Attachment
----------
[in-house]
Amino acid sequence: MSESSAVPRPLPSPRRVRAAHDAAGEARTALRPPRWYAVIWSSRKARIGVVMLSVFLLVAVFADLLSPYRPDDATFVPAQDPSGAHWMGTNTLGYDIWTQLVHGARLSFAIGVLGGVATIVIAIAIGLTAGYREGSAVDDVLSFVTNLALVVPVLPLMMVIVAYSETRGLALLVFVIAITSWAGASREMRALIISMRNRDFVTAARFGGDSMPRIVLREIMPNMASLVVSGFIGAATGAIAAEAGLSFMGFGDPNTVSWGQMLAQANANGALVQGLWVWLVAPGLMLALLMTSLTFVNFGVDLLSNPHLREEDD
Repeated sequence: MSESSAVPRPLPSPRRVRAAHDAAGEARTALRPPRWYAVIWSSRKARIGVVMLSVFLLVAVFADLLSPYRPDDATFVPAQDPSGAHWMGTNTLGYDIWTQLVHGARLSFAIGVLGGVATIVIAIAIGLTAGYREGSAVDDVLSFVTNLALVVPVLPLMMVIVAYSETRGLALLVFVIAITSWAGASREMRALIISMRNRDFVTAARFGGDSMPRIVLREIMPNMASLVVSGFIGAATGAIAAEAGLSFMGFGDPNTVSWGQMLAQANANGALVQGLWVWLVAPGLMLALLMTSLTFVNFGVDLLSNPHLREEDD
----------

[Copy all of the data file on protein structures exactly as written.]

[in-house]
Amino acid sequence: MSESSAVPRPLPSPRRVRAAHDAAGEARTALRPPRWYAVIWSSRKARIGVVMLSVFLLVAVFADLLSPYRPDDATFVPAQDPSGAHWMGTNTLGYDIWTQLVHGARLSFAIGVLGGVATIVIAIAIGLTAGYREGSAVDDVLSFVTNLALVVPVLPLMMVIVAYSETRGLALLVFVIAITSWAGASREMRALIISMRNRDFVTAARFGGDSMPRIVLREIMPNMASLVVSGFIGAATGAIAAEAGLSFMGFGDPNTVSWGQMLAQANANGALVQGLWVWLVAPGLMLALLMTSLTFVNFGVDLLSNPHLREEDD
Repeated sequence: MSESSAVPRPLPSPRRVRAAHDAAGEARTALRPPRWYAVIWSSRKARIGVVMLSVFLLVAVFADLLSPYRPDDATFVPAQDPSGAHWMGTNTLGYDIWTQLVHGARLSFAIGVLGGVATIVIAIAIGLTAGYREGSAVDDVLSFVTNLALVVPVLPLMMVIVAYSETRGLALLVFVIAITSWAGASREMRALIISMRNRDFVTAARFGGDSMPRIVLREIMPNMASLVVSGFIGAATGAIAAEAGLSFMGFGDPNTVSWGQMLAQANANGALVQGLWVWLVAPGLMLALLMTSLTFVNFGVDLLSNPHLREEDD